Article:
PD: We are definitely seeing a lot of traction here as more and more people are seeing the value propositions of collaborative robots. We have even made sales to various Indian medical universities and doctors who are doing R&D on how cobots can be used for various applications in healthcare, including neurosurgery and endoscopy.

With increasing automation and robots in labs, what will happen to skilled and unskilled workforce in medical diagnostic centres? How have you dealt with this?

SRD: There are many jobs which are performed by unskilled labour and they can’t be automated because of the complexities of the job profile; and we cannot completely eliminate low-end jobs for obvious reasons.

Although there is still a shortage of labour as many workers fly abroad for work or education. However, automation solutions like cobots are proven to be beneficial in the long term.

Talking of Aurolabs, workforce constitutes of 90 per cent of the women in our centre. We have been deploying cobots since 2012 to solve the issues of running late-night shifts, product variability, worker transition and the ergonomic challenges that the staff faced.

PD: The cobot is not designed to replace the human workforce, but to take over strenuous or even dangerous tasks. As a result, human employees can use their creativity to turn to more complex projects. For instance, when robots take over minor assembly tasks, employees can move on to more nuanced assignments that require human ingenuity. The fact that the cobot can be used as an extension of the human arm, cobots can be used for dangerous applications, where the human workforce might be at risk.

While low-end jobs are being eliminated, increasing automation does not have to negatively impact employment. Instead, the introduction of cobots almost always results in net job creation; human employees are being unburdened from performing repetitive tasks that may hurt them or present some ergonomic risk which cobots can perform with optimal speed, accuracy, cost and with no safety hazards.

How cost effective is automation? Give example.

SRD: Deploying cobots at our centre is economically viable as it has helped us in increasing the productivity and work-quality. Cobots is slightly cheaper as compared to hiring labour due to long term benefits of cobots. We have CNC lathe to grind the lenses. Each lathe cost us $160,000. We can’t risk the labour handling all of this on their own, hence, with cobots being programmed as per precision and speed, it becomes easier to work on it and also the best part remains that the inaccuracies with the manual method are eliminated smoothly.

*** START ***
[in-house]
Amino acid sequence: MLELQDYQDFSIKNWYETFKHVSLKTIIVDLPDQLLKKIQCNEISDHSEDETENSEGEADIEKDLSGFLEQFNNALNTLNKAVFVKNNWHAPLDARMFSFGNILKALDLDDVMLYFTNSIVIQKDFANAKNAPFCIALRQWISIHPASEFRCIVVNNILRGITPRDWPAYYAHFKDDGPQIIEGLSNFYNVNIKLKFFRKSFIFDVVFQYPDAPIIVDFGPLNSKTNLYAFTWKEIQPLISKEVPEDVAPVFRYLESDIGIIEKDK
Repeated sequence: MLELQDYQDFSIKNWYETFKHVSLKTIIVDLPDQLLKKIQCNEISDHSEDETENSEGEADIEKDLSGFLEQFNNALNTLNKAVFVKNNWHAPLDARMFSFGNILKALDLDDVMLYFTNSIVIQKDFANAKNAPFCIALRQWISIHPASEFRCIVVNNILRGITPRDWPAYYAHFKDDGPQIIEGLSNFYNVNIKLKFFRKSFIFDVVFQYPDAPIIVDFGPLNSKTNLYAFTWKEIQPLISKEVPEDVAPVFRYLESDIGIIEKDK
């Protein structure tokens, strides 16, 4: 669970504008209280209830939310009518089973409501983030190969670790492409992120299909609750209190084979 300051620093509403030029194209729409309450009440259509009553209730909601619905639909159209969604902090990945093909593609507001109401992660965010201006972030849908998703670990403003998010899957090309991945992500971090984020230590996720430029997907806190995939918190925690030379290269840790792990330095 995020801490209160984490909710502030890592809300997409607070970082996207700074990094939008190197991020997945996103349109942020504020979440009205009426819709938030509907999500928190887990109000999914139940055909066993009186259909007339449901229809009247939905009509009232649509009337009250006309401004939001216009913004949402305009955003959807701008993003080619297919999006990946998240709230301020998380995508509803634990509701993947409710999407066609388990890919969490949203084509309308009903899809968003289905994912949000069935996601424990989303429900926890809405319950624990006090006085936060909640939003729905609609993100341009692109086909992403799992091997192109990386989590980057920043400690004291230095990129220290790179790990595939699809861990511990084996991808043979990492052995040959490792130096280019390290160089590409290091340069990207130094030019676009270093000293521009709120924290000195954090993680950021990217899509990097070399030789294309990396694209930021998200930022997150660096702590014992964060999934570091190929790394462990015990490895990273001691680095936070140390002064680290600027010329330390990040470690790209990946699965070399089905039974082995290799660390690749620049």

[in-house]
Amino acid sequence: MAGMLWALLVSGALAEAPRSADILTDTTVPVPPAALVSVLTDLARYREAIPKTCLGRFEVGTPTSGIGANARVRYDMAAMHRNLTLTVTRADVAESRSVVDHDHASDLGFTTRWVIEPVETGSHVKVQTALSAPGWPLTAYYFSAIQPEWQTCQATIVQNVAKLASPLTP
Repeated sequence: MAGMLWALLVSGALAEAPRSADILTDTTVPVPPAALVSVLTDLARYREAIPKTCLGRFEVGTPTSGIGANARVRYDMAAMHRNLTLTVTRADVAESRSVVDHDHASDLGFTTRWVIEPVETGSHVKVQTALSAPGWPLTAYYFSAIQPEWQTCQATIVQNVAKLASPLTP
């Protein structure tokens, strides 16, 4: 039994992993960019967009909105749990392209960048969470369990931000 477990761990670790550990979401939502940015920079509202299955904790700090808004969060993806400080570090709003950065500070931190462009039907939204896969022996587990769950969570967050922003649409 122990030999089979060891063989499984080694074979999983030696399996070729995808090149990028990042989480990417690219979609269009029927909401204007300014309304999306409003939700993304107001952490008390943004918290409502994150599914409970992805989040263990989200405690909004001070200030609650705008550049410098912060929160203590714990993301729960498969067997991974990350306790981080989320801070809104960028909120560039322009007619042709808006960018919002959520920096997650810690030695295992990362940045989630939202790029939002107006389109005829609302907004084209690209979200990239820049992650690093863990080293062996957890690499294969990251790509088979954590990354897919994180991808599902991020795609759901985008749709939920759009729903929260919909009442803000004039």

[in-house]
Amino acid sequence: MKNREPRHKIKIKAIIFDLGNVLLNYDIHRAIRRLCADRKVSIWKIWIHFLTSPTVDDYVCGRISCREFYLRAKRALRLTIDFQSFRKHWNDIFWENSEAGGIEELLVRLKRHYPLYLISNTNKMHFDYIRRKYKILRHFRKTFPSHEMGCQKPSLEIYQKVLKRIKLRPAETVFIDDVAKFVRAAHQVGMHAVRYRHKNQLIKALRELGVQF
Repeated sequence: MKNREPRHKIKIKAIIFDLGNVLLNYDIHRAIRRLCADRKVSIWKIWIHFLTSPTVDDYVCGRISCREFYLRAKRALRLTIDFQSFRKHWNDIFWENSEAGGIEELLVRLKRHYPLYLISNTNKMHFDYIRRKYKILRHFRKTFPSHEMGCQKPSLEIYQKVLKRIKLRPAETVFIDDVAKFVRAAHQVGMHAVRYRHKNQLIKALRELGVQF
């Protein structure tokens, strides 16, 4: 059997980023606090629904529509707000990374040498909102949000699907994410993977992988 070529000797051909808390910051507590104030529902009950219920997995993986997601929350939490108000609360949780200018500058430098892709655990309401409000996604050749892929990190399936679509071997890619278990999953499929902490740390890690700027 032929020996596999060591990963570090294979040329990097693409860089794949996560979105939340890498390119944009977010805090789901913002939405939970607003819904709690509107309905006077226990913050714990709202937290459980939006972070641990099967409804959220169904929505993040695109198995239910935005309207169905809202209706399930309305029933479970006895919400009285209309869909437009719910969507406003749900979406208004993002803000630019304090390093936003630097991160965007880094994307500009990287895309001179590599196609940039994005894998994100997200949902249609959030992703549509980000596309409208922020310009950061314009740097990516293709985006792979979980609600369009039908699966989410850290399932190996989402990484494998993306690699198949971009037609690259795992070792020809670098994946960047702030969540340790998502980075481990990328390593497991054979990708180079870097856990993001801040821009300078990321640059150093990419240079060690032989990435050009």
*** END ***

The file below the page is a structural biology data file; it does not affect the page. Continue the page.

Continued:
The cobot loads the collection of CNC lathe with 0.1mm repeatedly precision. Besides fitting in seamlessly with the workforce, the cobots from Universal Robots were picked for their affordability, reduced power consumption and safety, which ensured that the protective stop measure turns the power off when a load is applied to it.

With the help of cobots we have increased productivity by 10-12 per cent. Along with the productivity increase, the quality of production has also increased. All of this has made our investment in cobot work well, certainly the best ROI in the field of technology.

PD: Collaborative robots are now the fastest growing segment of industrial automation and are designed to work in collaboration with humans to amplify their professional potential. Cobots have been tested by DARPA to explore new levels of automation across various industries.

The small footprint, low energy consumption, easy programming, allows companies to have the flexibility of automating different production lines at different times for customised batch productions. With none of the traditional costs associated with expert robotic programming, set-up and fenced off work areas, the average payback of cobots have, in some cases, been less than six months, but on an average about two years.

From the scientific and research industry, Aurolab is an integral part of Aravind Eye Care Systems; provides high quality eye care products like products used in cataract surgery, as well as intraocular lenses that assist people in regaining vision after the operation.